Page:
Renault chose the scenic backroads of the Lowveld to launch the newest iteration of its Duster, the compact SUV that DEON VAN DER WALT maintains can be almost all things to all people. While it can be the family vehicle capable of swallowing the missus, Gran, the kids and Sparkie’s luggage, it’s also a relatively affordable means of entering the adventure vehicle segment.
We can, therefore, tell you many things about the new Renault Duster. We can, for instance, tell you about its excellent fuel economy with which it sipped just over 5.0 litres of diesel per 100-kilometre stretch of winding Mpumalanga road.
Or, how about the commodious 478-litre boot space? Impressive we’d say, but so too is the reworked and more upmarket interior.
While all that is very factual – and we’ll get into the facts a bit later – that is not entirely what the Duster is all about.
VALUE FOR MONEY
The Renault Duster, you see, is less about numbers that ring of cornering abilities and break-over angles. Engine size then? Well nope, since the engine line-up consists only of a 1.6-litre naturally aspirated petrol and a 1.5-litre turbodiesel mill.
Instead, its sum and substance is, and always has been, its value-for-money factor. And at a starting price of R249,900 you get quite a lot of kit.
Take the entry-level Duster 1.6 Expression 4×2: it comes with a near full-house of bells and whistles like automatic LED daytime running lights, a comprehensive list of safety equipment that includes ABS (anti-lock brakes), ESC (electronic stability control), driver and passenger airbags, and to top it off cruise control.
For not much more – R282,200 to be specific – the Dynamique trim is supplemented with 16” alloy wheels, rear parking sensors and a 7” touchscreen infotainment system to name but just a few of the added nice-to-haves.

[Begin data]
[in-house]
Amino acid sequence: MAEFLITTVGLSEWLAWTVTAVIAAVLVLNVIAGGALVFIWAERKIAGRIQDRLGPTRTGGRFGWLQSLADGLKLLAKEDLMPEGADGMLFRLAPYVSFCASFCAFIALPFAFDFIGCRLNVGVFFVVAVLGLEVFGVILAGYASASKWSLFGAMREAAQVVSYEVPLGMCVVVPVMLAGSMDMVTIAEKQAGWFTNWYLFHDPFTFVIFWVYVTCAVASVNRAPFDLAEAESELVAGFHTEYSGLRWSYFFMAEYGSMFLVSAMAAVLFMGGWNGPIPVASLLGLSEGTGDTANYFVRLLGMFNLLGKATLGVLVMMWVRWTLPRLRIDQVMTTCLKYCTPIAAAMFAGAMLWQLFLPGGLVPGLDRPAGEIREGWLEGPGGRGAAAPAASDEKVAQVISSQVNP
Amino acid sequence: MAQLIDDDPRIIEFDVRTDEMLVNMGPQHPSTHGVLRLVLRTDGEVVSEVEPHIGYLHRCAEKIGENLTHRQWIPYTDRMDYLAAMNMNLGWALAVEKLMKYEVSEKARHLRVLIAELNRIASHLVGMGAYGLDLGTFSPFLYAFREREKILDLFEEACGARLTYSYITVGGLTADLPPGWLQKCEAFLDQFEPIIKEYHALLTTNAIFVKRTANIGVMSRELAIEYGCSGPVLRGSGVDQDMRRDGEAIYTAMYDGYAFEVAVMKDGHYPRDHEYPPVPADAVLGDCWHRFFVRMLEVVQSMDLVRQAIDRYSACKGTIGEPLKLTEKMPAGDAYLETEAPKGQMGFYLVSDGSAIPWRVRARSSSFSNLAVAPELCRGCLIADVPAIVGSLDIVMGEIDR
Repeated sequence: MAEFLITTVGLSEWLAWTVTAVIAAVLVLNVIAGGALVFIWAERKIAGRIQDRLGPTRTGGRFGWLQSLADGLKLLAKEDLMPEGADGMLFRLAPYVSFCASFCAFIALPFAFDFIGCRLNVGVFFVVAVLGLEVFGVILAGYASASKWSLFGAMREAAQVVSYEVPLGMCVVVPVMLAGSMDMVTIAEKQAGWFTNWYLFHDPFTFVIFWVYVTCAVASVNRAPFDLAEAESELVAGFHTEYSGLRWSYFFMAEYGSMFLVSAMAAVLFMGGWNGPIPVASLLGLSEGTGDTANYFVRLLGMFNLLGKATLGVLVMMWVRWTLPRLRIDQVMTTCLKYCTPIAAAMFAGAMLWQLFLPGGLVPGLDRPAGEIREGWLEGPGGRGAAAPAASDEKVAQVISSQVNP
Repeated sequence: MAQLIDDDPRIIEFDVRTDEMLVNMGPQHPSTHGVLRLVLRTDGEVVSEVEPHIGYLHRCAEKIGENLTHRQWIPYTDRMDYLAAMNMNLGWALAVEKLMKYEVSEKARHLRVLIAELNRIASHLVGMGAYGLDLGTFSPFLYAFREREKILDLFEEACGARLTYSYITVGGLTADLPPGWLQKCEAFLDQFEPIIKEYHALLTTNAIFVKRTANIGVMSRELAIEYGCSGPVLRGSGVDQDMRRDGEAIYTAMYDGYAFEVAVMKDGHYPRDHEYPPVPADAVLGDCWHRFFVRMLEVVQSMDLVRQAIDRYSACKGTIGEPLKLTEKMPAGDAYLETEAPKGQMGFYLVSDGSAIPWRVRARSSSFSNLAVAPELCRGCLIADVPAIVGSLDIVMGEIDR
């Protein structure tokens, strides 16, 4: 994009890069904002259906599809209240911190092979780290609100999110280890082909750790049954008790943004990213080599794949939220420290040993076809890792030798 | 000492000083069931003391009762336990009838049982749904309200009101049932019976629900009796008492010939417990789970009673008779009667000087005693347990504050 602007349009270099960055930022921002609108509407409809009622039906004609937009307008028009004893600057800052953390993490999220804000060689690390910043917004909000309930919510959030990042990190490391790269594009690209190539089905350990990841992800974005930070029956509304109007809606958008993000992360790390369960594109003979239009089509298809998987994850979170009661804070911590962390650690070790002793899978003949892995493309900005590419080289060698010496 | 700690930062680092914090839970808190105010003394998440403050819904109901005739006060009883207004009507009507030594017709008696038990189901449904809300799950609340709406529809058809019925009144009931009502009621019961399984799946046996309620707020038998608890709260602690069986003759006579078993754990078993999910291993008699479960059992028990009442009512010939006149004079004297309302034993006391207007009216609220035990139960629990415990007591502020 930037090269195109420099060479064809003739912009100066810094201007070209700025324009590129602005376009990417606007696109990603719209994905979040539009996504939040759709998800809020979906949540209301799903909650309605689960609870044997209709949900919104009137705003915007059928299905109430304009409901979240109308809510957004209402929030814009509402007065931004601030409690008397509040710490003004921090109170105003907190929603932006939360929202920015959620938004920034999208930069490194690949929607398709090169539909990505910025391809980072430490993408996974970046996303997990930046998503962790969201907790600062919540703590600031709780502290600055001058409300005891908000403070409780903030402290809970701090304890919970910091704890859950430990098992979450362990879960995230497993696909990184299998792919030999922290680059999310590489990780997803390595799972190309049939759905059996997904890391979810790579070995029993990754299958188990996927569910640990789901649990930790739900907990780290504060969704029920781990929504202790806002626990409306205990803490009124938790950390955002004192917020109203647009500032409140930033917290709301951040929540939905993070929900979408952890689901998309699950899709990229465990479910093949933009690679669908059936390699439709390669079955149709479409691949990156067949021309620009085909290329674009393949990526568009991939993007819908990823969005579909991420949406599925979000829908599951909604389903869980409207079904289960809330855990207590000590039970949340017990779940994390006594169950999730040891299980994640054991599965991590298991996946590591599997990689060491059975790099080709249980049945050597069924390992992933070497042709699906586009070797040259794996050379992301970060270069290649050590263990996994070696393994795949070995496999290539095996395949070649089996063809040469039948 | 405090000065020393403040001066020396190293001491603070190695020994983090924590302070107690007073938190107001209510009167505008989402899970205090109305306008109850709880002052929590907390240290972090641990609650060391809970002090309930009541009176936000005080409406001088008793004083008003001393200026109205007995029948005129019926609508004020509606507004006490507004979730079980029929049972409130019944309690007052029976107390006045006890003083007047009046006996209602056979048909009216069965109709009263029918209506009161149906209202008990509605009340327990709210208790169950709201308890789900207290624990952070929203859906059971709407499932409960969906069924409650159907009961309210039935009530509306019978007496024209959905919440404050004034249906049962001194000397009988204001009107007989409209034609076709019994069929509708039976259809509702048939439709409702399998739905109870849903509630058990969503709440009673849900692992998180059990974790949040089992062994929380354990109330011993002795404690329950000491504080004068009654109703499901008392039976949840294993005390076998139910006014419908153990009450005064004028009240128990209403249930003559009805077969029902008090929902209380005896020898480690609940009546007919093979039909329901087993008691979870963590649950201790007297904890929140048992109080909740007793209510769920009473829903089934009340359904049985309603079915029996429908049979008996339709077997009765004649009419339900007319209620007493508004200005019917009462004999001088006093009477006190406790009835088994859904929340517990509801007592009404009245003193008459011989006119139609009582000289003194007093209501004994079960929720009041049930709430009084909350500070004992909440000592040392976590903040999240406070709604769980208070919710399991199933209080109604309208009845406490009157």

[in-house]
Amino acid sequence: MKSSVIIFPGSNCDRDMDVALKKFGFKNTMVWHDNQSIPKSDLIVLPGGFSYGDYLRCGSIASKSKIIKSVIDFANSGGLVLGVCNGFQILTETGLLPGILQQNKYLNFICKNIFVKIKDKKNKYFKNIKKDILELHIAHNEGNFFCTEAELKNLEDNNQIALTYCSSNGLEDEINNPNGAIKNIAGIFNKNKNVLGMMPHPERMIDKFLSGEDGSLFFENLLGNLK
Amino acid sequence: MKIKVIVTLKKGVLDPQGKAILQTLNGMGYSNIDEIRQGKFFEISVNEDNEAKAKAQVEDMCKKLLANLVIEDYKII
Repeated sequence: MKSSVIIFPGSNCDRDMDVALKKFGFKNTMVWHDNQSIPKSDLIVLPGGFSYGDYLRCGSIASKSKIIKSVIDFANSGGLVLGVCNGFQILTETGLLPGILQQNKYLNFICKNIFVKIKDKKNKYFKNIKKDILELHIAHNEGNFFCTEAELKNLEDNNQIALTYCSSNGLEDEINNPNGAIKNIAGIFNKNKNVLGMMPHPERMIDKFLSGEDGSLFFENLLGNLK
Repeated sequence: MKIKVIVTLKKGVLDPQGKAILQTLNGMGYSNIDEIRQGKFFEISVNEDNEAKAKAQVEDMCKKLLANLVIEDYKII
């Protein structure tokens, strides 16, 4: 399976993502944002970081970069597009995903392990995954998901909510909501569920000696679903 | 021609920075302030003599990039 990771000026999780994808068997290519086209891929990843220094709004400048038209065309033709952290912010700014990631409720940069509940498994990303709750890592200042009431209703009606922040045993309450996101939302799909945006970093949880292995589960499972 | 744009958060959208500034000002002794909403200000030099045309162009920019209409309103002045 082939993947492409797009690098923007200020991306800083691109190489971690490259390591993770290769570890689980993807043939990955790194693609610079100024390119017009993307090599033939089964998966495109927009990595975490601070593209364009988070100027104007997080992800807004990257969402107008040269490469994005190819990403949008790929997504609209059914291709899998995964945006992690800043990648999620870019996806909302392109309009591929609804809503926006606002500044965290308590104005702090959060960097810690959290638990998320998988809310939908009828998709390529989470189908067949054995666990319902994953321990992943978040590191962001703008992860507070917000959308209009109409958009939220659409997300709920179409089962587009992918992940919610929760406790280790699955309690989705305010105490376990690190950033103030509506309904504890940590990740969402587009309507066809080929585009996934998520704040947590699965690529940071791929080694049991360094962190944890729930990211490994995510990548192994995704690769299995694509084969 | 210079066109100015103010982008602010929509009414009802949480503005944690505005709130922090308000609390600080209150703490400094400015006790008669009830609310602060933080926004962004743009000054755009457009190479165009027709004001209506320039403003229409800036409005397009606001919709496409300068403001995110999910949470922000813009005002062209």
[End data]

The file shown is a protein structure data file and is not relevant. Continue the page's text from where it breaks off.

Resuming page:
The range-topping Prestige (R334,900), on the other hand, which is also the model that we tested on the local launch, brings 17” alloy wheels, a reversing and MultiView camera, as well as blind spot warning assist to the equation.
THE BUSINESS OF DRIVE
On the drive end of the scales, both the Dynamique and Prestige models are powered by the 1.5-litre oil burner turbo engine that sends power to either just the front wheels (4×2), or all fours with the Duster’s permanent all-wheel-drive system. The EDC automatic gearbox can also be specified with front-wheel-drive derivatives which is also the only option for the Prestige.
IS IT STILL DUSTER?
Very much so. In short, Renault’s compact SUV can still do the humdrum of daily domesticity with the school- and milk-run, while, on occasion, it’s not afraid to get its outdoor boots dirty. It still has all that Duster-at-a-campfire rugged elements, wrapped in a slightly more sensible package.
On the exterior front, it looks significantly less – for lack of a better term – all-thumbed than the Duster lineage we have come to know. Sure, the signature silhouette is still present but instead, it has been complemented by elements such as the C-shaped LEDs that are incorporated into the headlights and the addition of the prominently penned scuff plate that hugs the grille and rear diffuser area.
TOUGH, MEET MODERN
Inside the cabin, the consensus is one that while well-appointed – what with a more upmarket and modern overhaul – it still features that typical robustness that’s become synonymous with this nameplate.
In terms of interior appointment, the carmaker has taken an approach of not fixing what isn’t broke. The result? Well, in this instance, it worked wonders. For one, button arrangements actually make ergonomic sense with crucial features that have been rearranged for easier reach and operation. Several outdated elements like the instrument binnacle interface and plasticky steering wheel have also been retired to the parts bin and exchanged for modern and up-to-date implements.
Traversing the forest routes around Sabie and Nelspruit in the Duster 1.5 dCi Prestige EDC 4×2, one theme became abundantly clear: all-round refinement. Where, once, the Duster sounded one corn-cob shy of an agricultural implement, the driving experience proved to be of quite the relaxing nature.
The NVH (Noise Vibration and Harshness) levels are respectable, the EDC automatic gearbox combined with the turbodiesel mill perfectly executed right-footed commands, and it even felt quite poised through the sweeps of the Lowveld.
The Renault Duster then has grown up. It exchanged its backpack and t-shirt threads for a chequered shirt and blazer look. However, don’t mistake it for just a milk-run kind of SUV since our 4×2 steed tackled gravel roads with the same kind of tenacity we have come to know from this SUV.
It merely exchanged its utility shorts for a brand new and better set of hiking boots well, since its heart still beats adventure.
Report by DEON VAN DER WALT | Images © RENAULT SOUTH AFRICA